Japanese Sister City Scholar Reflects on NMU

Aoi Hirose in NMU's Superior Dome

Aoi Hirose is the 42nd Sister City Scholar to study at Northern from Higashiomi, Japan. Marquette and Higashiomi have been developing deep connections since 1979, and the Sister City Scholar program provides opportunities for university students to enact and revitalize this relationship.

During her semester in Marquette, Hirose engaged in two projects to contribute to the development between the two cities: a Japanese cooking class held at the Marquette Food Co-op and an elementary school video exchange.

Elementary schools in Higashiomi and Marquette created and exchanged videos which introduced their respective schools in order to provide an opportunity for students to learn about the differences in school styles between the sister cities. Hirose recounted students' curiosity regarding cultural contrasts, especially about Japanese cleaning culture and American snack time.

“I think it was a good opportunity for kids to get to know their sister city and interact with each other," said Hirose. "It was a great experience for me as well. I actually observed a class at Sandy Knoll Elementary School as they made the video—I saw many interesting differences,”

The cooking class featured Hirose's demonstrations and instruction on how to prepare four traditional Japanese comfort dishes—Onigiri (Japanese rice ball), miso soup, tamagoyaki (Japanese rolled omlette) and Nikujaga (meat and potato stew)—along with a presentation on Higashiomi.

“These recipes represent homemade dishes that have been rooted in Japanese culinary culture for a long time. I chose them because I wanted to show lesser-known Japanese foods that aren't as famous as sushi, ramen, or curries. I personally love the gentle taste of these foods, they remind me of Japan” reflected Hirose.

“The class was a big success, participants were very warm and curious about Japanese foods, and they seemed to enjoy the class. When I gave the presentation about my city, everyone listened to me carefully and after the class I got compliments, which made me happy” she said.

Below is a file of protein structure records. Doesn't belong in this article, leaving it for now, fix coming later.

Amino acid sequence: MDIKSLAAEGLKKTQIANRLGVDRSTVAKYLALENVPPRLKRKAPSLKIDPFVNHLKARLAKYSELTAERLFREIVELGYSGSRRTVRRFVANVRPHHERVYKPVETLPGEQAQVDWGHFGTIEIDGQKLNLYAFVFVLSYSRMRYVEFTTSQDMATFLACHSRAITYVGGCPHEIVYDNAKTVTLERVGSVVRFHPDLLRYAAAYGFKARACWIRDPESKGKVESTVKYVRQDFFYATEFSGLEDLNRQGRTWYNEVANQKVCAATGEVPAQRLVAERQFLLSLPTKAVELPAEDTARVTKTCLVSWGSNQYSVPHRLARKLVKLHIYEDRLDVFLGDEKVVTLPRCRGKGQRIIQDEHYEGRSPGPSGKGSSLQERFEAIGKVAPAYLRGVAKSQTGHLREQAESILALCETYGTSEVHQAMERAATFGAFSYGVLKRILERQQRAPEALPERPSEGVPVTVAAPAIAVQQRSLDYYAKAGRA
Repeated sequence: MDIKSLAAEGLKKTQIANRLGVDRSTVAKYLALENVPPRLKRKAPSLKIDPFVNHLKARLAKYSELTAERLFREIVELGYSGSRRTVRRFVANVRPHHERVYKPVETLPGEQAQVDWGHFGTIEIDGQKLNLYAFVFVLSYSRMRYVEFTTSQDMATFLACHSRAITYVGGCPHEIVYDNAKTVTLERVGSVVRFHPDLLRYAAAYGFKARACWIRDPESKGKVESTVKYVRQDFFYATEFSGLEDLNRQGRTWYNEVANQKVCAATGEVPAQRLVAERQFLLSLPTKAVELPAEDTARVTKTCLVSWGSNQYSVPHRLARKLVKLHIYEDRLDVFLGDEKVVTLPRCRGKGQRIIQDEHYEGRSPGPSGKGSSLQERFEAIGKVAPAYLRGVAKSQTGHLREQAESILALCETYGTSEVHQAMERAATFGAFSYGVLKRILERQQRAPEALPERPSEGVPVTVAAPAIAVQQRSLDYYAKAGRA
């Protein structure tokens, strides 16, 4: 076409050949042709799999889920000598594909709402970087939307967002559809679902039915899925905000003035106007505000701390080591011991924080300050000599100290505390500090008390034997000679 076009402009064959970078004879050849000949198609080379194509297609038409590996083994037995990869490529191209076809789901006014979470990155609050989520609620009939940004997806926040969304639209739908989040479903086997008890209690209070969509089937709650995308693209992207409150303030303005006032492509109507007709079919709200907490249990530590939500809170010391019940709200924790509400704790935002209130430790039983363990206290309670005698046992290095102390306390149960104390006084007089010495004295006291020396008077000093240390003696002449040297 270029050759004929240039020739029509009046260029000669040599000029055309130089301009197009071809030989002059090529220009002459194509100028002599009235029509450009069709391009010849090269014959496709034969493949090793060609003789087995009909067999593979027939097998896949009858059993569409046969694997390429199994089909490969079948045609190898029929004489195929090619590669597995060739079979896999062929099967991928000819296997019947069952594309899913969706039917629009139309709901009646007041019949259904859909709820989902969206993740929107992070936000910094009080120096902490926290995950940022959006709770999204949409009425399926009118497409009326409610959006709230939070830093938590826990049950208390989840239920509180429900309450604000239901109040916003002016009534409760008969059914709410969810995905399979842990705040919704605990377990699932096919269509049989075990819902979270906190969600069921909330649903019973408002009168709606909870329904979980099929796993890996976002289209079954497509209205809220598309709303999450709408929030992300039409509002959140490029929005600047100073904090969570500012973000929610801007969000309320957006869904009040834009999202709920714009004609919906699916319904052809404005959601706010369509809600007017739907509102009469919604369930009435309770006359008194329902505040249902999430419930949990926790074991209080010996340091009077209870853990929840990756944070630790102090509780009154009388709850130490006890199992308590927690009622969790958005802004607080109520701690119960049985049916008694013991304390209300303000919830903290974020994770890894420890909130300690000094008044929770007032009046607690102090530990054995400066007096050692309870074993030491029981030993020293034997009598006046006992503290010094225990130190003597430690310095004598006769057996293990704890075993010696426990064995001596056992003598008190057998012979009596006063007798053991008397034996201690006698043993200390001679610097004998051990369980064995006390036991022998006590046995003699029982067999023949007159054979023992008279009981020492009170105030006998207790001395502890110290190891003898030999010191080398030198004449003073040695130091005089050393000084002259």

As an international relations major, Hirose focused her study at Northern on history, composition, and music classes. She specifically recalls gaining new and intriguing perspectives from taking the Turning Points in History course, which focused on East Asian countries during the WWII era.

“What's interesting to me was how I could learn WWII history from an American perspective, which differed from what I learned about the war in Japan. History has so much subjectivity, so teaching varies in every country. Learning about Japanese history and foreign relations from a more objective stance was a valuable and interesting experience,” she said, “I actually had some new discoveries and I learned that what I was taught in my country is just one aspect of history.”

Hirose also noted the differences in atmosphere and style between Japanese and American classrooms.

“In school in Japan, students sit and listen to the lectures quietly, and they rarely speak out in the class. The students here speak out actively, and they share opinions freely in class. Also, Northern has many events which encourage student involvement whereas my university doesn't have the same kind of student opportunities” she reported.

Hirose's most valuable experience at Northern was being able to meet different kinds of people from across America and abroad.

“Since Japan has very little diversity, I didn't have an opportunity to interact with people from different countries, so it was a great experience to have met and spent time with them at Northern,” she said.

She also reported enjoying the Marquette community and beautiful scenery while studying at Northern, mentioning the benefits she felt came from living in a peaceful and cozy place with breathtaking natural areas.

“This city has many fascinating aspects, including welcoming people, nature, and senses of safety and comfort. I would highly recommend Marquette, and I'd love to bring my family to visit someday. Also, If you'd like to study at a quiet and comfortable place, NMU would be a good place to study,” she said.

Looking toward the end of the semester and her return to Higashiomi, Hirose plans to continue her involvement in building sister city relationships using her Northern experience. She will use her remaining five semesters at her university to decide what she would like to specialize in: she wants to take more history courses, and is interested in teaching and working abroad in the future.

“My time at Northern gave me confidence from taking classes in my second language, and helped me see the different and broader world; my options for the future expanded thanks to this experience,” Hirose reported.

Prepared By

Ashley Kluting
Student Writer

Categories: Around NMU, Strategic Plan